Rankings not only factor when evaluating graduate schools

Courtesy Photo
Jeffrey Potteiger

Courtesy Photo Jeffrey Potteiger

Dan Spadafora

With commencement ceremonies only three weeks away, many graduating Grand Valley State University students are considering what graduate schools to attend.

During the process of consideration, many students may take a look at national graduate program rankings, such as the rankings produced by U.S. News and World Report, to help assist in deciding on a program and school.

Jeffery Potteiger, dean of Graduate Studies at GVSU, urged students to use the rankings as part of the decision process, but said it should not be the only or the most important part of choosing what graduate school to attend.

Potteiger said students put too much emphasis on the rankings when comparing one school to another.

“It’s part of the overall decision-making process, but I don’t know how big of a part it should play,” Potteiger said. “If a student was interested in a particular program at a particular school and that school doesn’t necessarily have a good ranking, that doesn’t mean that program is not good. “

Potteiger also said he worries about the legitimacy of the data used in deciding whether a school should be on the rankings or not.

“A lot of times the categories that they pick to rank schools are arbitrary,” he said. “There’s always questions about the validity of the data that is submitted for those programs. You would like to think people submit accurate and valid and reliable information, but you don’t know.”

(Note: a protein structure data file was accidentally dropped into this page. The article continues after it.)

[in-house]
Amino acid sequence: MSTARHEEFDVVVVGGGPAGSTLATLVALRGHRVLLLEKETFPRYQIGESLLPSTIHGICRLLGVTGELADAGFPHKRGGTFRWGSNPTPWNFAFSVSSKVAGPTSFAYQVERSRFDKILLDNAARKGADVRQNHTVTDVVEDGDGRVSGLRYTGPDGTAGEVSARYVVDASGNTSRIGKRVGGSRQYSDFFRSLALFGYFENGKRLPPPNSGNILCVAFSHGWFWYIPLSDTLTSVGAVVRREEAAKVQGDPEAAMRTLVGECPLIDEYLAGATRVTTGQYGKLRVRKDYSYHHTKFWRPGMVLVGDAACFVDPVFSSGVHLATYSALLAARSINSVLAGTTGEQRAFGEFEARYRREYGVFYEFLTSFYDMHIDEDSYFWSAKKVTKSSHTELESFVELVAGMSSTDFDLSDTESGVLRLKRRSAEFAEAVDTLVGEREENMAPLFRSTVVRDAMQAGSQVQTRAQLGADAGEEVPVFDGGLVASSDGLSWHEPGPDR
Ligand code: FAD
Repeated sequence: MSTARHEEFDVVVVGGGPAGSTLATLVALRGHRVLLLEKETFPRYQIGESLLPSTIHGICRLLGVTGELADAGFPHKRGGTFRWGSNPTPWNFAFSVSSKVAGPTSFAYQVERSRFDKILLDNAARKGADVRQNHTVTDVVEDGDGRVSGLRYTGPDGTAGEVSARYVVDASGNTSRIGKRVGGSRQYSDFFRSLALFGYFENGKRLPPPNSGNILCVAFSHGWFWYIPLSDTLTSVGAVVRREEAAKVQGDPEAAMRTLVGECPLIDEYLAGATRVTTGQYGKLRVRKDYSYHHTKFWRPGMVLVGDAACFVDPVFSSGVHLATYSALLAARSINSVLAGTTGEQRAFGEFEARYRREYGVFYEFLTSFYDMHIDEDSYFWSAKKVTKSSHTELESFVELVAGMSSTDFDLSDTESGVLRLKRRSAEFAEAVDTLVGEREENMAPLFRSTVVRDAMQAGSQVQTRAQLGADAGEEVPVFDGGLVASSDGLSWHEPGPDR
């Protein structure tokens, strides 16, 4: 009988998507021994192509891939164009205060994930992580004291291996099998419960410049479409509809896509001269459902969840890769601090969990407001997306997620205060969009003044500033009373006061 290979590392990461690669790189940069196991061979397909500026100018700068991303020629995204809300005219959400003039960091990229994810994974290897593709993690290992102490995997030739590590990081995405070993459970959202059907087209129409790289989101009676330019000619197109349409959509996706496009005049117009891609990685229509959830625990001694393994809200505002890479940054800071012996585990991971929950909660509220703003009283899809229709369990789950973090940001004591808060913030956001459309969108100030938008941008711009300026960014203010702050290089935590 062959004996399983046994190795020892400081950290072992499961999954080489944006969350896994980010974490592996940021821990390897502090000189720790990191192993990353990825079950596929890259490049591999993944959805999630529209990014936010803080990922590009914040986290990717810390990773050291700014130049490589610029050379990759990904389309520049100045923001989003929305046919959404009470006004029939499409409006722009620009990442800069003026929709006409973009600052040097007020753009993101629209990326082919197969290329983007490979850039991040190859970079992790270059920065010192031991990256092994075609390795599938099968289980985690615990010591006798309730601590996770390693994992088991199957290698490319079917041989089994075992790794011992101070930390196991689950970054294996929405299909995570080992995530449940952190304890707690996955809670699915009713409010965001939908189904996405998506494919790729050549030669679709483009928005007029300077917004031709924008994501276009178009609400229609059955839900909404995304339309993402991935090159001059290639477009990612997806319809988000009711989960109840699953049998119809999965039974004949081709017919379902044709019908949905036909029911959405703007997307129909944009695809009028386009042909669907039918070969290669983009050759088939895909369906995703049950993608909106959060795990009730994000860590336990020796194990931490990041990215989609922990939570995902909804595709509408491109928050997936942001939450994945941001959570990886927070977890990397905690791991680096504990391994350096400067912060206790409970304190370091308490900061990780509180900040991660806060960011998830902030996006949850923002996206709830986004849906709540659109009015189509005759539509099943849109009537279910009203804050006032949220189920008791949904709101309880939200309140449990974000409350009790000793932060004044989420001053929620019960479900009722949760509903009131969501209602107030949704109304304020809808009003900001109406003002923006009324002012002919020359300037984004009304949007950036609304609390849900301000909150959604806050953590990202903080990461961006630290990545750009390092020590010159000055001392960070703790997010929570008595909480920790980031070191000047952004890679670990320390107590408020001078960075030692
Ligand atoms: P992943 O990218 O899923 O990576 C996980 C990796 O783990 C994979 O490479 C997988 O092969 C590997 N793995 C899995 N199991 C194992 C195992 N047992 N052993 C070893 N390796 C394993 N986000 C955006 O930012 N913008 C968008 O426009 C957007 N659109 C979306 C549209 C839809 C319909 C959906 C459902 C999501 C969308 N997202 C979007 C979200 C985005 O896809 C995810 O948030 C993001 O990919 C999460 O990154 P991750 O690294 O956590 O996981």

In a study conducted by Kaplan Test Prep on the U.S. News and World Report of graduate, business, law and medical school rankings in 2010, 80 percent of law school admissions officers said the ranking process is unfair regardless of where the school placed in the rankings.

Jeff Olson, vice president of research at Kaplan Test Prep, said even the people who construct the rankings would advise students not to use them as the exclusive decision-making factor.

“Every one of the rankings uses a different methodology,” he said. “U.S. News will base their ratings on reputation on professors and academic. Some others will use a survey. So there’s just many approaches, and the rankings themselves are controversial.”

Despite these facts, many students still use the rankings as an instrumental part of the decision-making process.

“We know that applicants put a lot of faith in the rankings,” Olson said.

Olson said other factors for students should be more important than the rankings, such as affordable academics, geographic location, availability of internship placement and job placement statistics.

Both stressed the importance of looking at other factors when deciding on a graduate program.

“You need to be an informed consumer,” Potteiger said. “A student needs to get as much information about a potential school as they possibly can.”

When observing GVSU’s graduate programs, some of them have only been in existence for 20 years. Potteiger said the school is still growing and the rankings do not determine the success of an institution.

“Whether we make it or not, we are comfortable,” Potteiger said. “We are happy with who we are and where we are and what we are trying to do.”

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